NCAA makes final ruling on violations

Rubin Carter, Florida A&M University’s football head coach, sat somewhat restlessly alongside the men’s head basketball coach Mike Gillespie in Galimore-Powell Fieldhouse to hear the final decision from the NCAA on more than 200 violations in all university sports from 1998-2004, at a Wednesday press conference.

The verdict.

The NCAA’s Division 1 Committee on Infractions has placed the athletic department on four years probation ending January 31, 2010, among a myriad of other penalties. The ten-member committee cited a “lack of institutional control” in addition to the violations as grounds for the ruling.

The committee also found that there was “insufficient evidence” to support an allegation against former head football coach Billy Joe, who was removed from his position in June. Joe has filed suit against the university. At the time of his dismissal, the winningest coach in school history had two years left on his contract at an annual base salary of $135,000.

As part of the punishment, there will be a reduction in grants and aid to all FAMU sports, announced newly appointed Athletic Director Nelson Townsend.

Baseball grants will be reduced by three, beginning this season. Grants in men’s and women’s swimming and women’s track will lose two. Grants in men’s and women’s basketball, men’s track and field, bowling, softball and volleyball will each lose one grant beginning this year. Women’s track will lose an additional grant in 2006-2007.

Football was hit the hardest, losing 14 grants in all. Six of those grants have already been taken away. The remaining eight will be subtracted over the next three years, ending at the conclusion of the 2008-2009 season.

Practice time for the football team will also be reduced by 20 hours as a result of the penalties.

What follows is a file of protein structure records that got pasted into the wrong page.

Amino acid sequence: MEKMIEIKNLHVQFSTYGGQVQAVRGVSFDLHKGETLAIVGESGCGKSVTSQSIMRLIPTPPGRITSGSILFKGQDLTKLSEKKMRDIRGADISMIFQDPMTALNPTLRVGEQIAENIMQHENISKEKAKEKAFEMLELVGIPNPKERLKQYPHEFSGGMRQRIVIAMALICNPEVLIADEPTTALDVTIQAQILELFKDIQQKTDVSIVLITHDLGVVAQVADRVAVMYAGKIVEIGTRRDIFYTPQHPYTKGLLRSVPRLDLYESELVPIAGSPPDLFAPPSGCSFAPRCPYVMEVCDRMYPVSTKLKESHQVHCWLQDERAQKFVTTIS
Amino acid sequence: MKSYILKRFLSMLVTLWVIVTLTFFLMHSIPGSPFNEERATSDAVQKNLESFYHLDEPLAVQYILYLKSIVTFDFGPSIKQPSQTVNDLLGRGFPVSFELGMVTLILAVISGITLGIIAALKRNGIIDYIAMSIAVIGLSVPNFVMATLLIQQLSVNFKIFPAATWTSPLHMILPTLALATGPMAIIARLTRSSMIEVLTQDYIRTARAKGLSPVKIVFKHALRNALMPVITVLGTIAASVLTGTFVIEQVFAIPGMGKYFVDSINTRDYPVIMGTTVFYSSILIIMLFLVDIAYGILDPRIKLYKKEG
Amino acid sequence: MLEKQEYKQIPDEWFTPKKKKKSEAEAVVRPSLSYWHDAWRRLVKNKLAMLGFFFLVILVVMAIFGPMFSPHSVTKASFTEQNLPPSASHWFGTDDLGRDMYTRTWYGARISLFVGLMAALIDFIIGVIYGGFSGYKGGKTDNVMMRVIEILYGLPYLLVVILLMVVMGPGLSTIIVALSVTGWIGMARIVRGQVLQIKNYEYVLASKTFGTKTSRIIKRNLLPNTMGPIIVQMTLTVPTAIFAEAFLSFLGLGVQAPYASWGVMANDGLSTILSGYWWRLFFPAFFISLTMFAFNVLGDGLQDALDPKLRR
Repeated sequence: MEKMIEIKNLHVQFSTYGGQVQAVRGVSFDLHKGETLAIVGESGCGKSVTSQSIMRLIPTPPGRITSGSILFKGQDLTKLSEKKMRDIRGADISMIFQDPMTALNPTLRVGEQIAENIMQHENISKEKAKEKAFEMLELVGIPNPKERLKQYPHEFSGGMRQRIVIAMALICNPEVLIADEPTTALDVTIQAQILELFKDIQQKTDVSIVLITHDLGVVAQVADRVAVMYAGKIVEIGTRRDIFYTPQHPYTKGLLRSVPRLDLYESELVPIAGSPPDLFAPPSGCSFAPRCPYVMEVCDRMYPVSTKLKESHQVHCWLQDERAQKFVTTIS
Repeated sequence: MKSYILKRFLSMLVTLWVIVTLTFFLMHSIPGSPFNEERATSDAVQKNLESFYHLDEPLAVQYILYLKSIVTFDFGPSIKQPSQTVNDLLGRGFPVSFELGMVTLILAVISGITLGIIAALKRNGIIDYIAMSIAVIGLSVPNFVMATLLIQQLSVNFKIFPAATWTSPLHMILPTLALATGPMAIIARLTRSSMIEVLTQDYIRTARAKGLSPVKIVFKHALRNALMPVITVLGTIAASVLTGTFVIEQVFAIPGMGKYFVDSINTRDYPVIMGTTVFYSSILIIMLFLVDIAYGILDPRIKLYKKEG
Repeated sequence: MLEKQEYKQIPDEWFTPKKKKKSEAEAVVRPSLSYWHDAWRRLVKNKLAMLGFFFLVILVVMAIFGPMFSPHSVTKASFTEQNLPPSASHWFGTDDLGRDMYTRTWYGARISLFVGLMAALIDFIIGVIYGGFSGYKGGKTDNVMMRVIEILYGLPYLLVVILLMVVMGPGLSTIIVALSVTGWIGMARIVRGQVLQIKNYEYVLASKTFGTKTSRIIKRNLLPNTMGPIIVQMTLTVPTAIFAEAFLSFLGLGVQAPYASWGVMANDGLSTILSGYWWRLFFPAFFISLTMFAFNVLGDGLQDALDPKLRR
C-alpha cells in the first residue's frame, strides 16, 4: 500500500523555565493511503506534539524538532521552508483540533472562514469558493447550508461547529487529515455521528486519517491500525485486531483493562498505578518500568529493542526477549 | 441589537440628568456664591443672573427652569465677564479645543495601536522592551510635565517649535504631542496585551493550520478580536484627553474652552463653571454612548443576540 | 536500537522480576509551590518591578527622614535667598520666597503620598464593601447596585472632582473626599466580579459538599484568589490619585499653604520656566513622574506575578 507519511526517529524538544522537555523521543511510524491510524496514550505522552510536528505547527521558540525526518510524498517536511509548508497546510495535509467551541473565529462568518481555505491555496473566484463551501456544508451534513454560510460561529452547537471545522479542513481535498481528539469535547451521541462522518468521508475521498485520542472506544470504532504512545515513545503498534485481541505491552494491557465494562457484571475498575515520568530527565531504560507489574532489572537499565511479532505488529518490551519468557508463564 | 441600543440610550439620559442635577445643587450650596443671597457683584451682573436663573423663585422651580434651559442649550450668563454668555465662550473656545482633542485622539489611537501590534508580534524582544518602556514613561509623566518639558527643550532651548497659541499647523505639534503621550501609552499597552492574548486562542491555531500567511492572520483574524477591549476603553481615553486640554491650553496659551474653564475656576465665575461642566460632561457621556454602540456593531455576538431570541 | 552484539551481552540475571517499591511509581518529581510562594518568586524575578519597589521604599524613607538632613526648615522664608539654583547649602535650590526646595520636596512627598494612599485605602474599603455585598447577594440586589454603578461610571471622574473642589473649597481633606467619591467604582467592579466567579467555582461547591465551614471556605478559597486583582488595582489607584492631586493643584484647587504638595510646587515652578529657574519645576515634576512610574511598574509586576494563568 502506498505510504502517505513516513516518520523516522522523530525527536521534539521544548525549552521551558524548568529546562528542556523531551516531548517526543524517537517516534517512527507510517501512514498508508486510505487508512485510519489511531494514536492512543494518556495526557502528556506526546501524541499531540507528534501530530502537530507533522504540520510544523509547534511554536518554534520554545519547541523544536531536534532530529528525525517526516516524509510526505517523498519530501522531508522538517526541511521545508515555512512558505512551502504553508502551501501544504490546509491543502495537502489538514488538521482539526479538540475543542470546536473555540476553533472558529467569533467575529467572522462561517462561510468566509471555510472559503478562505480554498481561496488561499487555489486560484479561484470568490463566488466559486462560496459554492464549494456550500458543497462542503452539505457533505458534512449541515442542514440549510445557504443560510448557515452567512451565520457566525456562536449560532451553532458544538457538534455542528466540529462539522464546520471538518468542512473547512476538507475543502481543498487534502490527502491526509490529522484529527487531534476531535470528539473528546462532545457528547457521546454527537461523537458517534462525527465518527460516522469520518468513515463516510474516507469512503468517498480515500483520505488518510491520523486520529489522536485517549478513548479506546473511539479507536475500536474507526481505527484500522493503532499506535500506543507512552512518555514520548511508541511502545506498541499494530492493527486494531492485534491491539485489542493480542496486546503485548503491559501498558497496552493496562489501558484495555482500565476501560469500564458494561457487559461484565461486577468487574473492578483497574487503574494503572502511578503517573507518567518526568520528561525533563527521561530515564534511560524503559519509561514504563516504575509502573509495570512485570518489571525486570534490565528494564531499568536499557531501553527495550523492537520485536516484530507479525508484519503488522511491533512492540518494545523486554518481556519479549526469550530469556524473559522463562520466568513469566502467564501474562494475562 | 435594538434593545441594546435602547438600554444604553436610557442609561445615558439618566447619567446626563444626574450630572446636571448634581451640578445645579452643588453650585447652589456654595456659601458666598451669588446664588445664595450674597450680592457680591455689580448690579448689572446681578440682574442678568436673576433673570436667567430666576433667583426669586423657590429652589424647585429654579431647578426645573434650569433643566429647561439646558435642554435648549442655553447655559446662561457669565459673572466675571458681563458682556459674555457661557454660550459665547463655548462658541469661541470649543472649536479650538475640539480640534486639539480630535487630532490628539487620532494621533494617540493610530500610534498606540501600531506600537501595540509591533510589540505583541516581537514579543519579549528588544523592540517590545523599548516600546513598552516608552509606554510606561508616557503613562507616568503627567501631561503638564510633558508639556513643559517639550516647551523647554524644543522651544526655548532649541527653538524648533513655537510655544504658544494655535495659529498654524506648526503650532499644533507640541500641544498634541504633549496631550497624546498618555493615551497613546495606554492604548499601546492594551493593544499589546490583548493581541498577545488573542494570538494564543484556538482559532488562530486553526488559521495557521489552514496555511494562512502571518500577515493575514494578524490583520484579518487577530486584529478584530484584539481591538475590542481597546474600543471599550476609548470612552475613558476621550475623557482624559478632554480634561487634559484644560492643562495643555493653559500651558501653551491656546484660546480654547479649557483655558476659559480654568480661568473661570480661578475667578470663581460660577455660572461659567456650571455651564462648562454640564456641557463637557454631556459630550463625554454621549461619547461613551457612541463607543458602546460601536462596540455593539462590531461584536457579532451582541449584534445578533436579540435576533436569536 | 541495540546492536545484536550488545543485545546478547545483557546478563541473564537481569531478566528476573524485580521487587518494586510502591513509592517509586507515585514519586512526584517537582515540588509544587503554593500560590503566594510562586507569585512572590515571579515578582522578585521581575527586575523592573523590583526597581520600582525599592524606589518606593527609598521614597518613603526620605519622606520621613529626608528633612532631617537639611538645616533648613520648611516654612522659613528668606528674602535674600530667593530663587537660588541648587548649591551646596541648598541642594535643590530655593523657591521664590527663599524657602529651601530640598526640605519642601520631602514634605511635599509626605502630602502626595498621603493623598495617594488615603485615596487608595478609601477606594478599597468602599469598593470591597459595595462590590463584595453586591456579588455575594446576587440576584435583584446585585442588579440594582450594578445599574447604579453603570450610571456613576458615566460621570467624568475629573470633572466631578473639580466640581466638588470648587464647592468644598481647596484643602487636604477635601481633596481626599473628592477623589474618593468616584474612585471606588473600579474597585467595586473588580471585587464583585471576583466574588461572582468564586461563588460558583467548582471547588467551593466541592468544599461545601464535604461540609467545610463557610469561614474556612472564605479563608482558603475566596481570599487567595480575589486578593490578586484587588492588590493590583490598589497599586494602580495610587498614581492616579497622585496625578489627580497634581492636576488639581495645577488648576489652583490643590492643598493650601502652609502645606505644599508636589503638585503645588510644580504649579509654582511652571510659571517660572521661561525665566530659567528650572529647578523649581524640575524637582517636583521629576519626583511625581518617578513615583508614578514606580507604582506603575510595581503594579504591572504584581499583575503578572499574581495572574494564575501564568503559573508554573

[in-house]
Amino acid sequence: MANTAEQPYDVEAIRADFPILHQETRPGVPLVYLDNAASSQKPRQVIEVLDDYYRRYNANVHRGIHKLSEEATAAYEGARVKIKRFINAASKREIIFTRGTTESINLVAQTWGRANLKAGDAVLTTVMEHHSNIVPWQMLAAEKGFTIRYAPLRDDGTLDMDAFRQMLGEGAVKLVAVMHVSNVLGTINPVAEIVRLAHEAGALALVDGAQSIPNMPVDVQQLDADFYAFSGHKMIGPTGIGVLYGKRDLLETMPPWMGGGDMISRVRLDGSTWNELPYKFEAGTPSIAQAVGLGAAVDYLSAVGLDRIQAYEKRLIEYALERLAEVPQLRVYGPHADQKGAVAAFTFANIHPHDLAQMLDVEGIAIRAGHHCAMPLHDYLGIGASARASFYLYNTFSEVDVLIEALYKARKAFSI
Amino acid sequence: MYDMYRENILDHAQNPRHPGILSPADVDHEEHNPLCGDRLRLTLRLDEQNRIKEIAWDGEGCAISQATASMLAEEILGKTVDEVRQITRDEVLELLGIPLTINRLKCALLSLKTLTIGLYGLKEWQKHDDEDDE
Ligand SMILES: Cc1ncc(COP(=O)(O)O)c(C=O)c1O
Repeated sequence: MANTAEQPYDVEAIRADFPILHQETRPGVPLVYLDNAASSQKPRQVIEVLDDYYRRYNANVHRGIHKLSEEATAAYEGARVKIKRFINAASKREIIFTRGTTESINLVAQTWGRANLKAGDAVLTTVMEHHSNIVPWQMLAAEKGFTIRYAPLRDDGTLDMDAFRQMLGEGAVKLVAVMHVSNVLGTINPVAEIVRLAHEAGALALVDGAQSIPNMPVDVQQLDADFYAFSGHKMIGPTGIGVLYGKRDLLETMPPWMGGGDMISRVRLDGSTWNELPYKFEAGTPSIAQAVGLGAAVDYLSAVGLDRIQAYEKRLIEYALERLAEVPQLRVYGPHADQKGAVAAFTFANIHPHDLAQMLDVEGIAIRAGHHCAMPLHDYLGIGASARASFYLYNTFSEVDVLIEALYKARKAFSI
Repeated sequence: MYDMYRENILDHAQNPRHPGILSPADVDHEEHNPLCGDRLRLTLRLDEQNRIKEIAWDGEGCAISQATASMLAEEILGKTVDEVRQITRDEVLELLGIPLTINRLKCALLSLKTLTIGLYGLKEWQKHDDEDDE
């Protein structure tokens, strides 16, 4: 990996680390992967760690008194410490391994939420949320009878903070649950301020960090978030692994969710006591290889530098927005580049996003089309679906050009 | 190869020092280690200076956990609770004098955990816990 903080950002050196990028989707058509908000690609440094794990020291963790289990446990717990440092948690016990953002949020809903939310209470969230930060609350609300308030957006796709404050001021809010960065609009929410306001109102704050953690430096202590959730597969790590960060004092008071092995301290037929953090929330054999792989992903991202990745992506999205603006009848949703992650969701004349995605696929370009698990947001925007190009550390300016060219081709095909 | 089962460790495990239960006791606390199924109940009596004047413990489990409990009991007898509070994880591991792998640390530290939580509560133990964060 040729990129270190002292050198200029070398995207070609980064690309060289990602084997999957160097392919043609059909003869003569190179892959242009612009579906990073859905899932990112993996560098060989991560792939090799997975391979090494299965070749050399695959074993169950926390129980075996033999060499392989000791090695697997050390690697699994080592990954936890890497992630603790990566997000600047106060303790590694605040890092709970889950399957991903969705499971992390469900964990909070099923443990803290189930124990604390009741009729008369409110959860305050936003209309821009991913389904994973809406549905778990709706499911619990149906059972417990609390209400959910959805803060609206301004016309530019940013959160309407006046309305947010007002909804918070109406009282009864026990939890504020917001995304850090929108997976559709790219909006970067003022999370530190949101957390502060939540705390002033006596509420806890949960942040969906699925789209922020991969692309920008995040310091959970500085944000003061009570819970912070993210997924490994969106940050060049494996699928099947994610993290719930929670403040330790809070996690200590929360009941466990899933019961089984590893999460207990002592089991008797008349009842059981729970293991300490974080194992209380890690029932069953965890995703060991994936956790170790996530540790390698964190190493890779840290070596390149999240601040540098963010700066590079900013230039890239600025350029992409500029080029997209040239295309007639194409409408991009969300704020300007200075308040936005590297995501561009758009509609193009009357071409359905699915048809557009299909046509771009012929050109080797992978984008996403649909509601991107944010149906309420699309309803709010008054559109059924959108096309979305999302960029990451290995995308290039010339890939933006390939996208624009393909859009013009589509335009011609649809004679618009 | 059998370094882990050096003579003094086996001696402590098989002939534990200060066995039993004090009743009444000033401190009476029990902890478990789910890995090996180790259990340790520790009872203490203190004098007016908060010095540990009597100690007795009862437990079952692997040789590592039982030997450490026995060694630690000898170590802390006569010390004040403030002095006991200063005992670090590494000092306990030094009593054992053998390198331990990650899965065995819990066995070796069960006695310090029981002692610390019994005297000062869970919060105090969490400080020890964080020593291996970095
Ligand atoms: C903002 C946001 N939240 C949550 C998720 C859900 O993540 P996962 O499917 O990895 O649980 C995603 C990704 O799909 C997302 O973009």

The violations surfaced following an earlier investigation after which the university hastily enacted a harsh self-imposed penalty, cutting numerous scholarships and prohibiting post-season play.

In the aftermath of this discovery, the MEAC stripped FAMU of eleven conference titles.

But the setbacks, made official Wednesday, sounded like sweet music to the ears of coaches and athletic department officials in attendance.

Most expected things to have turned out a lot worse.

Townsend credited Interim President Castell V. Bryant for working in conjunction with NCAA officials for reducing the self-imposed penalty to “what we would consider realistic to the crime that had been committed.”

“Even though the penalties are serious they by no means rank in accordance with the self-imposed penalties that you heard in the past,” said Townsend.

“And the dreaded results many of us hesitantly looked forward to did not become a reality.”

A feeling of relief resonated throughout the cramped room.

“This really helped our program move forward,” said Carter of the new ruling.

“The loss of 28 scholarships would have been athletic suicide. We never would have been able to survive that. Football would have been dead.”

You could hear the men’s basketball team celebrating down the hallway that runs from Gaither Gymnasium to the Rattlers locker room. Coach Gillespie’s Rattlers, who are 6-3 in the MEAC with nine conference games remaining, are now eligible to compete in MEAC Tournament and the NCAA Tournament if they win the conference.

“I’m ecstatic,” Gillespie said. “I had always contended that there were no really true violations against men’s basketball. I feel like it’s been justified. I never felt like we did anything wrong to begin with and now we have the chance to play in the tournament.”

One area that has been affected by the previous penalties is recruiting. On Wednesday, national signing day for college football, the Rattlers inked 21 prep prospects for next year’s squad.

The men’s basketball team has managed to sign three junior college transfers, but has not been able to go out and actively recruit any high school players.

The violations were a result of what the NCAA described as an understaffed and inadequately funded compliance department under former compliance director Jonathan Evans.

The entire compliance department has been revamped since. Evans has been replaced with Marilyn Jones, a former official in the University of South Carolina’s athletic department.

The department’s staff includes a compliance coordinator and four athletic advisors.

Townsend also said the University will be holding compliance training sessions for the entire athletic department.

The changes “are going to make all the difference in the world,” Bryant said.

“We’re not going to have this problem again. We’re moving forward.”

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